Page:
This is also valid for the IO-view. This has been there for years...

 

Happy New Year,

Jan Egil

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je_ruud beat me to it!

 

For the simulator, either write dummy functions that set the flag, or modify as needed for the simulation.  Once you have gone as far as you can with the simulator, time to move to real h/w and a debugger.

 

Good luck,

Jim

 

 

FF = PI > S.E.T

 

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Hmmm, I TRIED that with M328P RXC0 (UART0 receive complete bit in UCSR0A) in the AS7 simulator, without success. Will take another look at it. 

 

Thanks, Jan!

 

Jim

 

Until Black Lives Matter, we do not have "All Lives Matter"!

 

 

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Jim are you using single step (F11) after setting RXC0 bit? It should then take you to the ISR the next step.

 

Reading UDR0, again in single step, will load the value (possibly meaningless) into a register that you can then modify with the correct value before returning.

This is easily accomplished by putting a breakpoint just after reading UDRO to save single steps.

 

You may have do descent into the abyss of ASM view for best results but I'm at home there. wink

John Samperi

Ampertronics Pty. Ltd.

https://www.ampertronics.com.au

* Electronic Design * Custom Products * Contract Assembly

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Well, the UART is a tricky one. At some point somebody decided that it was a smart thing to save an address by putting both TX- and RX-data registers at the same location (I actually don't know if that's the real reason, but I can't think of any better...). So even though we have full access to both the RX- and TX-data registers in the simulator, we have only one address. We could put one of them at a spare IO-address (would work fine in the IO-view and with stimuli files), but we figured that would only be confusing. So we went for the less confusing (?) alternative: When you write to the UDR0 address you write to the RX-data register, and when you read the UDR0 address you read the TX-data register. This means that you will not be able to see what you have written, but if you write to UDR0 in the IO-view and then the CPU reads the UDR0 in the next cycle the CPU should read what you wrote in the IO-view. Another result of this alternative is that if you trace the UDR0 register in a stimuli file you will get a trace of all the data sent from the AVR on the UART.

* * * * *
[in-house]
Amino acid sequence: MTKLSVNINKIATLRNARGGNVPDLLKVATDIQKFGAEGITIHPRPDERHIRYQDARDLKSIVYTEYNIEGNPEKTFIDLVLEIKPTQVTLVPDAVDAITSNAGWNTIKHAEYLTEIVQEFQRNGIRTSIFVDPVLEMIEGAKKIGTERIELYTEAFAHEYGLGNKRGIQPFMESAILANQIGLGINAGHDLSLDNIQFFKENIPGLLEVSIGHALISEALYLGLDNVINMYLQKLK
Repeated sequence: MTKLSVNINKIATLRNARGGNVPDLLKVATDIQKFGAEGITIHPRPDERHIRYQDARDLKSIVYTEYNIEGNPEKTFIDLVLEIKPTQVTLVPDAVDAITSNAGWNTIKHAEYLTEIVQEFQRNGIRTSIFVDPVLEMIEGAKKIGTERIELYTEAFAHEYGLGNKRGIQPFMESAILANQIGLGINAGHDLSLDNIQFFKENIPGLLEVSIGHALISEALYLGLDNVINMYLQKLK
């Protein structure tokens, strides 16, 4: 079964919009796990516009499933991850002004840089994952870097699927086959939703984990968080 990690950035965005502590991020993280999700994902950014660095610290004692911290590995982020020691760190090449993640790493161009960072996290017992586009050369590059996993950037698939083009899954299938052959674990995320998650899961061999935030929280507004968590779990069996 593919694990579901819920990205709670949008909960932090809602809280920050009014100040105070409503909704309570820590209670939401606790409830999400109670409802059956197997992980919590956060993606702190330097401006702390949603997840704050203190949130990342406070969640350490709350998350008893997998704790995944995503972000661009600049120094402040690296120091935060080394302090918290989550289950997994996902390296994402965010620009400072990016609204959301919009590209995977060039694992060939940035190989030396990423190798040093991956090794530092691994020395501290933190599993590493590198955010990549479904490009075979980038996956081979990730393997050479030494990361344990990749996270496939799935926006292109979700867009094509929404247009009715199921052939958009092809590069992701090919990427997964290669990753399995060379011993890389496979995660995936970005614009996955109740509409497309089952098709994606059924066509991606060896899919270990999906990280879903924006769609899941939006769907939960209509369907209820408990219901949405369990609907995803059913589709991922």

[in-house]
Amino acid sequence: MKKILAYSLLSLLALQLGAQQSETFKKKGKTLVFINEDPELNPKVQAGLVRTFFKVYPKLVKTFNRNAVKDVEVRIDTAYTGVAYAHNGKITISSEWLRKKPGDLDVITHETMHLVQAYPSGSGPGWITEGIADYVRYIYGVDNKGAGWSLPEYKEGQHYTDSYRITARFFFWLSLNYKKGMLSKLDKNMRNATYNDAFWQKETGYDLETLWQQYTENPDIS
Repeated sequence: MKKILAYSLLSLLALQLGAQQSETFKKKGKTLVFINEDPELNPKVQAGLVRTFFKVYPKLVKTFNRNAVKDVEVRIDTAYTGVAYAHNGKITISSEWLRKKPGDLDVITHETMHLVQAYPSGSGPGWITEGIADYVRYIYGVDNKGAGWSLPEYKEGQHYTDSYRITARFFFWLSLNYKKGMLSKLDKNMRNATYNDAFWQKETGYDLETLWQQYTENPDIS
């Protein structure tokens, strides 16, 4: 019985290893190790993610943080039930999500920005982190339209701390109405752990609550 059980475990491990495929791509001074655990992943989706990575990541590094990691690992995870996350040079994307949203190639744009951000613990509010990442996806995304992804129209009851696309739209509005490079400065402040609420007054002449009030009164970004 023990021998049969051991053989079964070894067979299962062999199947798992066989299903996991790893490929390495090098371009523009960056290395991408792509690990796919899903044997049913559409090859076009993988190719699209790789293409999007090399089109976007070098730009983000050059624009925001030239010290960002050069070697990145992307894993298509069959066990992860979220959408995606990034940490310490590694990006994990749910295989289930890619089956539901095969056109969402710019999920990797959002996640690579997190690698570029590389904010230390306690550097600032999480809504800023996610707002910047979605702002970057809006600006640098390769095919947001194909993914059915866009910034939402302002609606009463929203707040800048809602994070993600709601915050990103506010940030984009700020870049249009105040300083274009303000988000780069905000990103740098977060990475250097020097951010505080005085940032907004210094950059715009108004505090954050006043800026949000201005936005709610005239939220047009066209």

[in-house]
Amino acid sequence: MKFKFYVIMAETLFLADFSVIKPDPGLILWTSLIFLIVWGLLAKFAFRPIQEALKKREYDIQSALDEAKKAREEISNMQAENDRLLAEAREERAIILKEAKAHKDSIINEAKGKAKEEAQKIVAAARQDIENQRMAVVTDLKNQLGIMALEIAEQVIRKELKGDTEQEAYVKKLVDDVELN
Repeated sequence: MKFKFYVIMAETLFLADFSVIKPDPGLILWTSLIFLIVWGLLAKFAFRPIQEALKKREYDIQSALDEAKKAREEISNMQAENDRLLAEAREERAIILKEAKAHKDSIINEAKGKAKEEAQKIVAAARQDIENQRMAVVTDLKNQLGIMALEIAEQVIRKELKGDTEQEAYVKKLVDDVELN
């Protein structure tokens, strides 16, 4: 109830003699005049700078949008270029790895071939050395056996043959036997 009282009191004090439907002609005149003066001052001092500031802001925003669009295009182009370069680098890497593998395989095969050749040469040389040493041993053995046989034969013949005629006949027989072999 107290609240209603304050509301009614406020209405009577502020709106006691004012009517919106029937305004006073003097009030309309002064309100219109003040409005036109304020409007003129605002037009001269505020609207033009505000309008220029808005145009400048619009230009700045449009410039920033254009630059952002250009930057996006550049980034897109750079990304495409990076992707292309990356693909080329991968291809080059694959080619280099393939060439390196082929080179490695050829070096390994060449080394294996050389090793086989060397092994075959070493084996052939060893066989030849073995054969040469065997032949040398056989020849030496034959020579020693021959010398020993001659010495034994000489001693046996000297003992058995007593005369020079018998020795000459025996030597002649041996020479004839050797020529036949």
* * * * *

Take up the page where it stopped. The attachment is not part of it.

Did that make sense? If not I'll try to make a more readable explanation.

 

-Jan Egil

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I'm not concerned about that. What I was trying to do is set the RXC0 bit to trigger a jump to the UART Receive ISR. There it copies UDR0 to a local variable. All I have to do is change that local variable to something useful, then let it go. It was that trigger of the ISR that I was NOT getting. Even single step as js suggested. Will review all of the various enable bits to see what might have gotten in the way. 

 

Thanks

Jim

 

Until Black Lives Matter, we do not have "All Lives Matter"!

 

 

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js wrote:

Jim are you using single step (F11) after setting RXC0 bit? It should then take you to the ISR the next step.

 

There is a "don't-break-in-interrupt-when-single-stepping"-option that you should be aware of...

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WHAAAAT? New tricks??

John Samperi

Ampertronics Pty. Ltd.

https://www.ampertronics.com.au

* Electronic Design * Custom Products * Contract Assembly

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I haven't Studio in front of me right now, but it should be in Tools-> Options->Debugging (?). It might be called "Don't step into interrupt routines while single stepping" or something. Might be worth it to check if it's set as you want it to be.

 

EDIT: Correct location: Tools->Options->Tools->"Mask interrupts while stepping"

Last Edited: Tue. Jan 3, 2017 - 06:17 AM